For years Singapore has been seen as a great “link” to Asia and beyond, either via a short stopover or just for using the many facilities of wonderful Changi Airport as you filter through to your end destination. But stop the press! The Lion City is not only a convenient location (as Presidents Donald Trump and Kim Jong-un will attest) but also an exciting destination in itself.

In April this year we embarked on another “Robinson Family Venture” and sailed from Sydney to Singapore on a 14-night cruise on Royal Caribbean’s Voyager of the Seas. It was a fantastic cruise with great weather and some fantastic stops along the way including Cairns and Darwin, both of which are amazing gateways to fascinating hinterlands and worthy of further trips another time.


Our initial plan was to stay just one night in Singapore because time was against us and well, what was there to do there in a place that covers only 130sq kilometres? The answer, it turned out, is heaps! Singapore is an incredible city, very clean and secure, and a place that embraces tourism with flair and style. Yes, it’s bustling but nowhere near as compressed as you would think.


Singapore’s globally admired MRT (subway) system is easy to access and remarkably cheap and it will take you pretty much anywhere including Changi Airport. Along with plentiful buses and inexpensive cabs it made it very easy to get around the city. And while our issue of having too many offspring saw us using two cabs at times (there are not too many minivans) it was still a cost-effective way to see the sights.


Singapore is an incredible city, very clean and secure, and a place that embraces tourism with flair and style.


Singapore has an interesting history. Once known as Singapura (the “Lion City”) amongst several other names such as Temasek (“Sea Town”), this island at the foot of the Malay Peninsula came under British rule from 1819 to 1963. After separating from the new Federation of Malaysia over “ideological differences” in 1965, Singapore became a sovereign nation. This remarkable place is now a global commerce, finance and transport hub, recognised for being the most "technologyready" nation and the second-busiest container port in the world. It also has a major claim for being the world's safest country, which we can certainly attest to.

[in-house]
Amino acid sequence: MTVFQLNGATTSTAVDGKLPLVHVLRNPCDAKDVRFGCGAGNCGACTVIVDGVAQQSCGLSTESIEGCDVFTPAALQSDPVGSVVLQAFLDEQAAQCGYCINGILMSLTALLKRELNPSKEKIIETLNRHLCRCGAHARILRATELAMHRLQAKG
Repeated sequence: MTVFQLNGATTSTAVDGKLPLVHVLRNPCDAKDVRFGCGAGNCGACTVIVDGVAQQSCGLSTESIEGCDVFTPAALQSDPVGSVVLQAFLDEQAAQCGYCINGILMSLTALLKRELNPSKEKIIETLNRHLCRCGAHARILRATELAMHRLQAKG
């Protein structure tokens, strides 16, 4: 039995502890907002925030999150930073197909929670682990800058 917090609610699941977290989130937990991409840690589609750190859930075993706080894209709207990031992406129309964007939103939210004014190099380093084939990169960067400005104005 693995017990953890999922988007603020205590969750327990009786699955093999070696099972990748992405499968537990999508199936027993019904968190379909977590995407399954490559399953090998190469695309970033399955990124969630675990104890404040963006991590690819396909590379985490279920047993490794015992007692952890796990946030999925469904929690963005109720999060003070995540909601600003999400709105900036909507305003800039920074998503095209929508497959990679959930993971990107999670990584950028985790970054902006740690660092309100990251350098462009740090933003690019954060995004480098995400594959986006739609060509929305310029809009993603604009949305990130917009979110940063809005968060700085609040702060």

On arrival in Singapore we were blown away by the sight of hundreds (yes, literally) of large container ships waiting to berth in the harbour, all of them on tight time frames for collecting or unloading their shipments. The other thing that captured us instantly was the Marina Sands hotel complex – wow! Now probably one of the most photographed buildings in the world, this striking building includes a 2,561-room hotel, a shopping centre, a museum, two large theatres, "celebrity chef" restaurants, two floating Crystal Pavilions, art and science exhibitions, and the world's largest atrium casino with 500 tables and 1,600 slot machines.


It’s all topped off literally with a 340-metre-long SkyPark with a capacity of 3,900 people and a 150m infinity swimming pool set on top of the world's largest public cantilevered platform that overhangs the north tower of the complex by 67m. It’s quite a sight to see. Don’t expect to rock up to the top for a swim as you’ll need to be a guest of the hotel to do that. Our budget didn’t extend quite that far but given the views and experience it may be worth a booking someday.


While the Marina Sands complex is impressive, Singapore’s futuristic vision also extends throughout its CBD with a multitude of weird and wonderful-looking yet functional buildings that embrace technological advancement. This city is geared for the future and it’s not hard to be impressed by the way it presents itself. At the same time, the past has not been forgotten and a gentleman named Sir Stamford Raffles is remembered across the city in various monuments and buildings that recognise his founding of the modern city of Singapore in 1819. In particular, the famous Raffles Hotel that bears his name is a beautiful colonial building and it’s also the birthplace of the famous Singapore Sling cocktail created over 100 years ago by a local barman. Very tasty!


Gardens by the Bay features gigantic manmade super-trees plus dazzling flower displays and a sound-and-light experience. It’s simply breathtaking.


Singapore’s knack for being exciting on so many simultaneous levels – it’s working hard on becoming a world-leading eco-city as well as a techno capital – is evident in the Gardens by the Bay area close to Marina Sands as well as at its renowned Botanic Gardens in the suburb of Bukit Timah. The latter is a stunning collection of exotic plants that even non-gardeners can appreciate; the former features gigantic man-made super-trees plus dazzling flower displays and a sound-and-light experience as you stroll along the SkyPath. It’s simply breathtaking.


You can’t talk about Singapore without mentioning its amazing shopping and we purchased several electronic goodies in several precincts with subway access. For those who seek a more earthy shopping experience than multi-level malls the vibrant network of shops in China Town is also sure to please. We met some people from Darwin who fly in annually just for the shopping.


I’m running out of time and words but of course Singapore has so much more to offer like the night tour at the Zoo, and I haven’t even got started on Sentosa Island which has everything from stunning beaches, water parks and dolphin encounters to virtual skydiving. There is so much to see and do that you need at least five to seven days here and you still won’t see everything. Singapore really does have it all and you will surely want to come back.